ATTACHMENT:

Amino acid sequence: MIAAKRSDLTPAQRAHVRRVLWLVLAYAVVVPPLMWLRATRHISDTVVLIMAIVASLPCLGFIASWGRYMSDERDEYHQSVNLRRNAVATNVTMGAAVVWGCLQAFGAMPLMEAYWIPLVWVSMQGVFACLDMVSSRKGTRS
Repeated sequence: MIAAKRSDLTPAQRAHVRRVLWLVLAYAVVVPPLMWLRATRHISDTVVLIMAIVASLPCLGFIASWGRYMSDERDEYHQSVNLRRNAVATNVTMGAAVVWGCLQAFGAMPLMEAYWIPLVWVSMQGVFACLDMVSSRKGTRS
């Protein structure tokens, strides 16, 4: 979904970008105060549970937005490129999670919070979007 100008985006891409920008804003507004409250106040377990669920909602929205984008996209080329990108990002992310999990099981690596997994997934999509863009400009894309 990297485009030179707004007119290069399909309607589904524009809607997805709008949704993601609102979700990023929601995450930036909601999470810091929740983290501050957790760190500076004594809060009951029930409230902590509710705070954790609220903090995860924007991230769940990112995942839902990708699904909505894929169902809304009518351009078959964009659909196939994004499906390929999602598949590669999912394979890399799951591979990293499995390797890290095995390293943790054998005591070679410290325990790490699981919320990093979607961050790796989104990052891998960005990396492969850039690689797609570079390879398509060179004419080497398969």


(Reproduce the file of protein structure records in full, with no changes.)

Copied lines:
Amino acid sequence: MIAAKRSDLTPAQRAHVRRVLWLVLAYAVVVPPLMWLRATRHISDTVVLIMAIVASLPCLGFIASWGRYMSDERDEYHQSVNLRRNAVATNVTMGAAVVWGCLQAFGAMPLMEAYWIPLVWVSMQGVFACLDMVSSRKGTRS
Repeated sequence: MIAAKRSDLTPAQRAHVRRVLWLVLAYAVVVPPLMWLRATRHISDTVVLIMAIVASLPCLGFIASWGRYMSDERDEYHQSVNLRRNAVATNVTMGAAVVWGCLQAFGAMPLMEAYWIPLVWVSMQGVFACLDMVSSRKGTRS
């Protein structure tokens, strides 16, 4: 979904970008105060549970937005490129999670919070979007 100008985006891409920008804003507004409250106040377990669920909602929205984008996209080329990108990002992310999990099981690596997994997934999509863009400009894309 990297485009030179707004007119290069399909309607589904524009809607997805709008949704993601609102979700990023929601995450930036909601999470810091929740983290501050957790760190500076004594809060009951029930409230902590509710705070954790609220903090995860924007991230769940990112995942839902990708699904909505894929169902809304009518351009078959964009659909196939994004499906390929999602598949590669999912394979890399799951591979990293499995390797890290095995390293943790054998005591070679410290325990790490699981919320990093979607961050790796989104990052891998960005990396492969850039690689797609570079390879398509060179004419080497398969």